Houthi Corruption Limits Yemenis’ Ability to Cover Healthcare Expenses
The family of Umm Mohammad, 55, could not take her to a private hospital after she fell ill with a life-threatening disease. She could do nothing but surrender to her conditions and lie in a sickbed in her house despite the severity of her illness.
Umm Mohammad and her family are not a unique case. Their experience sums up that of tens of thousands of other sick Yeminis and their families who are trapped in areas under control of the Houthi militias. These issues were highlighted after problems, stemming from the widespread use of “collateral” by a large number of patients who cannot pay for their stays, faced by many private hospitals in Sanaa and other Yemeni cities, came to the fold.
Speaking to Asharq Al-Awsat, medical sources said that tens of thousands of “collaterals” have been by patients in Sanaa and other areas under the militias’ control, an indication of residents’ extremely poor living conditions since the Houthi coup five years ago. Patients’ difficulties with paying their bills were confirmed by health officials and who spoke to Asharq Al-Awsat. They said that thousands of patients rushed to hospitals in need of urgent care, but cannot pay its cost.
In the same context, private hospital officials indicate that their hospitals cannot continue to accept all collateral, since most of them are given by poor families, and it would cost their health facilities dearly. This is especially difficult in light of the Houthis’ systemic targeting and looting of these hospitals.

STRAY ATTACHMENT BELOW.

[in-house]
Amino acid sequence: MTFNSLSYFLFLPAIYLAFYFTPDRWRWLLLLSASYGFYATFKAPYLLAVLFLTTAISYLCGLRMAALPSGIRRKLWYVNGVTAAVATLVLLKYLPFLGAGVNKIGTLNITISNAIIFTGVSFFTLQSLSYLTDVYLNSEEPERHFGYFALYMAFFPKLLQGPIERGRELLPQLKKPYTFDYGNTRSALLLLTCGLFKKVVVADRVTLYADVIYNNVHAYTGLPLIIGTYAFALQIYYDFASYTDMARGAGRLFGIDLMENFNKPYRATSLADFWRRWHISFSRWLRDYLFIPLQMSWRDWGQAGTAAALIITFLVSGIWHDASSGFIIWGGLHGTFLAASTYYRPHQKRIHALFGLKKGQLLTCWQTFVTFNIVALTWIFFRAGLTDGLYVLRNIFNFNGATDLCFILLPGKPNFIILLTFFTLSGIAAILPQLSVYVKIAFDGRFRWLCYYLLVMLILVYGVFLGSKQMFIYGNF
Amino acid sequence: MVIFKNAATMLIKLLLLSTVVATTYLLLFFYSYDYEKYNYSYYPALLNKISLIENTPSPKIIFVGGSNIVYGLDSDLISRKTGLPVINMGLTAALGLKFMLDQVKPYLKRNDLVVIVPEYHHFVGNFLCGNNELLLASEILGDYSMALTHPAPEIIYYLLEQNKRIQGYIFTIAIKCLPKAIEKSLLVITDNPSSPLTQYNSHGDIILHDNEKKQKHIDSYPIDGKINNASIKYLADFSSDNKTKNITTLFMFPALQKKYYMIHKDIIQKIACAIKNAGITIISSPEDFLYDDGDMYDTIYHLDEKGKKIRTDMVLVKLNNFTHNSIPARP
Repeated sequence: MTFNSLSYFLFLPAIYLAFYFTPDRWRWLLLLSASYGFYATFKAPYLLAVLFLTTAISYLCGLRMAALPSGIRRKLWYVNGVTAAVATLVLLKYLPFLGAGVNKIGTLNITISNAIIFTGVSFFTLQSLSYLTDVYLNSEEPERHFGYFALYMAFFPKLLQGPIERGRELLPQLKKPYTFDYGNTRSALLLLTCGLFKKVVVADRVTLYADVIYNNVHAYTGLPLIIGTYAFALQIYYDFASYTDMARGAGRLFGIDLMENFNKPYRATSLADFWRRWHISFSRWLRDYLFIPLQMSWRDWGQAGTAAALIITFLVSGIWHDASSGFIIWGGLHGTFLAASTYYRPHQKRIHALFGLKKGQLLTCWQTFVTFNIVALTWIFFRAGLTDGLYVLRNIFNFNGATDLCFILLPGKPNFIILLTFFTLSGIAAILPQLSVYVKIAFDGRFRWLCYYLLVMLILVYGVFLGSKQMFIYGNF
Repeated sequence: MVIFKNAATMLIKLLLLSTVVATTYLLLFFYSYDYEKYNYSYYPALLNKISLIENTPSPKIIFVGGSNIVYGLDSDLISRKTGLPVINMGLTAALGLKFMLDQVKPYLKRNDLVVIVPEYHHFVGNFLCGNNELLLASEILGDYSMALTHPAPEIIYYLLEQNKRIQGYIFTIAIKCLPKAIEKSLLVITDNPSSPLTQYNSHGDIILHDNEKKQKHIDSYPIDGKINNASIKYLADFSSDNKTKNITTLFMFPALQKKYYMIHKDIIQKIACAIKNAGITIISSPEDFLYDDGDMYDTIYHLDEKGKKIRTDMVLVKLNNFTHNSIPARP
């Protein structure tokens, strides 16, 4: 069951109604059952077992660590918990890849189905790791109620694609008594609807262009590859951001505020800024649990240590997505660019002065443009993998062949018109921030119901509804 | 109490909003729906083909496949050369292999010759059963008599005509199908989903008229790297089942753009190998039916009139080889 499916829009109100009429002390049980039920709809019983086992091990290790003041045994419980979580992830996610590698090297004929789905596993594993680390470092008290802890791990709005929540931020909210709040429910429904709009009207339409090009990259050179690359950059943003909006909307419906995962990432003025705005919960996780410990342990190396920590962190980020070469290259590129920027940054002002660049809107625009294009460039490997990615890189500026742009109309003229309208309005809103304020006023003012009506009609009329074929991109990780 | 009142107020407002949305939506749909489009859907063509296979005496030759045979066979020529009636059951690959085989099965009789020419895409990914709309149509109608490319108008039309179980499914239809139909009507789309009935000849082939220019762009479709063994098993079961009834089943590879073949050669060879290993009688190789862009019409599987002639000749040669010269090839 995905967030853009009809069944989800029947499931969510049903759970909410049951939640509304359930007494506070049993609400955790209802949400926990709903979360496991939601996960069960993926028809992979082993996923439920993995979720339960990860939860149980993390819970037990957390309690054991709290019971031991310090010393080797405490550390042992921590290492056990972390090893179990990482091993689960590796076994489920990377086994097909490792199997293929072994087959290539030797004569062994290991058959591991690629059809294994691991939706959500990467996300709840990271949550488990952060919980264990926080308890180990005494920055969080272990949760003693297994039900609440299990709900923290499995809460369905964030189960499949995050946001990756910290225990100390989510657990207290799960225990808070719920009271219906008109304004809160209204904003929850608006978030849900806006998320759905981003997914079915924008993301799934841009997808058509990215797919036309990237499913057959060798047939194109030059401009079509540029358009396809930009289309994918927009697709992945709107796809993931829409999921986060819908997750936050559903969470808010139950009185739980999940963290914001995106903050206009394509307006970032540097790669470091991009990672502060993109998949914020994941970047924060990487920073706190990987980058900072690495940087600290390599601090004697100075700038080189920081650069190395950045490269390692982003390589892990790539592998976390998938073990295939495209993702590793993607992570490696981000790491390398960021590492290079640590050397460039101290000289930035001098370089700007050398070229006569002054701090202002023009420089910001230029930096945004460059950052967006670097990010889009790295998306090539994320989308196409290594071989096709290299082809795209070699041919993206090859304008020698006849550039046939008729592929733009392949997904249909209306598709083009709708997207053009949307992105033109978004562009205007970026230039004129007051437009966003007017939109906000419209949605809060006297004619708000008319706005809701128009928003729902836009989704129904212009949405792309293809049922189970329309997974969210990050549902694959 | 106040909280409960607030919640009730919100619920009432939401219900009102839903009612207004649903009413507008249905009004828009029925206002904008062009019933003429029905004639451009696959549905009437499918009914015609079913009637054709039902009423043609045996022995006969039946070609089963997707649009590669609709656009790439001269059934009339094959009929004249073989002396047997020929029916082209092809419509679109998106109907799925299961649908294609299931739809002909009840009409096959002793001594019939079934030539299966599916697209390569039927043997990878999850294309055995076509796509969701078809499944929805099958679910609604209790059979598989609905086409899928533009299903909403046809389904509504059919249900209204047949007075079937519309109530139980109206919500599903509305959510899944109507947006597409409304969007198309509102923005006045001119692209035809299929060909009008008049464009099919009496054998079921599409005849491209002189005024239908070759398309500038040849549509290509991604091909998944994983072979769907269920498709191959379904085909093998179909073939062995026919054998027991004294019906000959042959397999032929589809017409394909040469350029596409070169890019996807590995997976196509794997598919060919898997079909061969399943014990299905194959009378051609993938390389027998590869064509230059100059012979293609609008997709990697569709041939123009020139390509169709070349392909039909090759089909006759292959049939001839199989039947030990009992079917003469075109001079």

According to local reports, due to the war the Houthis launched, most of the residents in the areas under militia control are in need of humanitarian assistance and millions are on the verge of famine, making it one of the world’s worst humanitarian disasters according to the United Nations.
The Iran-backed militias, alongside waging their absurd war, have directly targeted vital sectors, including the health sector, which has an adverse affect on citizens’ health and wellbeing. The Houthi violations include confiscating equipment, looting, stealing and blackmailing and other practices.
These practices have led to a total collapse of the Yemini health sector and a major decline in the quality of private and public hospitals services. It has also led to the spread of diseases and epidemics, leading to the prevalence of cholera, diphtheria, dengue, swine flu, and other epidemics and other deadly diseases.
Since their 2014 coup, the Houthi militias have been pursuing a policy of comprehensive destruction of the health sector in areas under their control. They suspended salaries and payments of expenses necessary for the health sector to function. They have prevented citizens from receiving the medical treatment they need to protect themselves from catching deadly diseases and epidemics, leading to the loss of thousands of lives.
The most recent of these policies, certainly not the last of them, was the appropriation of six of the largest private hospitals in the capital Sanaa: Mother Hospital, Al-Ahli Hospital, University of Science and Technology Hospital, Modern German Hospital, C-Plus Hospital and Moroccan hospital. They confiscated their funds and property and appointed a so-called judicial guard to oversee it.